India then had two dangerous moves in quick succession with Baichung and Chhetri working in tandem. First, in the 20th minute, the Indian skipper failed to hold on to the ball in a tussle with the rival goalkeeper after he was sent clear by Chhetri.
India's best chance to take the lead came in the 29th minute from a move initiated by Chhetri. Renedy Singh sent a floater inside a crowded box for Baichung to have a glancing backward header which hit the crossbar after Turkmenistan custodian Shamuradov managed to get a hand. Later, a first time right footer by Climax Lawrence from the rebound was, however, blocked by a defender.
Chhetri chested down a loose ball in the Turkmenistan half and passed it to Baichung whose left footer beat the diving rival goalkeeper and rolled into the right corner of the net to the wild celebrations of the home crowd.
The Sikkimese Sniper completed his brace 10 minutes from time by making a glancing header from a Renedy corner kick. Turkmenistan reduced the margin within two minutes through Yusup Orazmamedov but it was too late in the day to stop India from winning. — PTI
Cincinnati, August 3
Serb Djokovic will meet Andy Murray in the final after the 21-year-old Briton overcame giant Croatian Ivo Karlovic in the day’s other semifinal. Nadal, who is set to replace Roger Federer as world number one, was a shadow of the player who romped to the Wimbledon and French Open titles this year. He conceded before the match that he was struggling.
“No one is unbeatable but the way he was playing we all thought he’s not going to lose any time soon,” said Djokovic. “I tried not to think of his winning streak and what his new ranking spot will be. I tried just to focus on my game. It was my intention to have a fast start and to step in and go for it. And in the second set I just tried to stay with him.”
Australian Open champion Djokovic got off to a roaring start and broke Nadal’s opening two serves to go 5-0 up before taking the first set in less than half an hour. Nadal made a fight of it in the second, carving out a break point at 3-2, but Djokovic saved it with a fierce forehand. Five games later Djokovic made the crucial break after a series of brilliant baseline rallies before closing out the match.
Briton Murray reached his first Masters Series final when he beat Karlovic 6-4, 6-4 and the semifinal victory guarantees his rise from world number nine to six, his highest ranking. It also increased the chances of achieving his goal of a top-eight seeding at the U.S. Open in three weeks’ time.
Maintaining the momentum that carried him to the quarterfinals of Wimbledon for the first time last month and the semifinals of the Masters Series in Toronto last week, Murray won well against a uniquely difficult opponent. The 2.08-metre Karlovic leads the tour for the second successive year for the number of aces and the number of service games won.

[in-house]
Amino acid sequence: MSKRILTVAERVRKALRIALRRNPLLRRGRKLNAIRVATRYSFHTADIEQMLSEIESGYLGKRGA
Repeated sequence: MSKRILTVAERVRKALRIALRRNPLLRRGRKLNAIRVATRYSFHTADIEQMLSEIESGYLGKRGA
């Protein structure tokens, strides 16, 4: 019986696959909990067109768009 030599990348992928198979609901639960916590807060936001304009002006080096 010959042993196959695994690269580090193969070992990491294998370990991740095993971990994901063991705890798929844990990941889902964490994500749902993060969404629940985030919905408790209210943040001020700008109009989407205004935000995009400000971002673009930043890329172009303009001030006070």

The canny Scot found a way to return the tour’s best serve. Murray frequently stood more than two metres behind the baseline to receive, but often leaped forward to take the delivery earlier than expected. His ability to anticipate the location of Karlovic’s serves improved as the game went on. — Reuters
Anti-doping agency bifurcated
New Delhi, August 3
The halving of the doping agency is intended to bring it in conformity with the World Anti-Doping Agency (WADA) guidelines and infuse a more professional approach and enhance credibility in anti-doping mechanism in the country. There has been persistent complaint against the lop-sided functioning of the doping agency in its previous form and a ministry official asserted that the new arrangement will root out any kind of foul play, put things in order. The Ministry has also reconstituted the General Body and Governing Body of the NADA with the induction of more medical experts in place of Government officials. In addition, an executive board has been added for better supervision.
Earlier, the NADA society consisted of nine officials, four representatives from the Indian Olympic Association (IOA) and National Sports Federations (NSFs), two sportspersons, one jurist and one scientist. The number of officials in the new setup has been reduced to six, but additional two medical experts and one representative from the NSFs have been inducted. director-general of health Prof. P. Rama Rao will be the new medical expert in the body.
The NADA will be responsible for implementing the anti-doping code and providing disciplinary action against drug abuse and appellate forum for disputes. Prominent personalities drafted into the General Body include Dr Manmohan Singh, chairman of the IOA Medical Commission, former Indian cricket captain Mansur Ali Khan Pataudi, Olympian athlete Shiny Wilson, IOA president Suresh Kalmadi and secretary-general Raja Randhir Singh, Rowing Federation of India president K.P.Singh Deo, Wrestling Federation of India president G.S.Mander and All India Tennis Association secretary-general Anil Khanna.
The NDTL has been established as an independent body, distinct from NADA, to bring it at par with international standards, equipped with the most modern equipment and supported by eminent technical experts. The NDTL had recenlty undergone the final proficiency testing audit and its permanent accreditation is due for consideration in the WADA Executive Board meeting in September, 2008. Prominent sportspersons in the NDTL Governing body include former Indian hockey captain M.P.Ganesh, Indian Amateur Boxing Federation secretary Col. Muralidharan Raja, Amateur Athletics Federation of India secretary-general Dr. Lalit K.Bhanot and National Rifle Association of India secretary-general Baljit Singh Sethi, who is the deputy chef-de-mission of the Indian contingent for the Beijing Olympic Games.
Mainz, August 3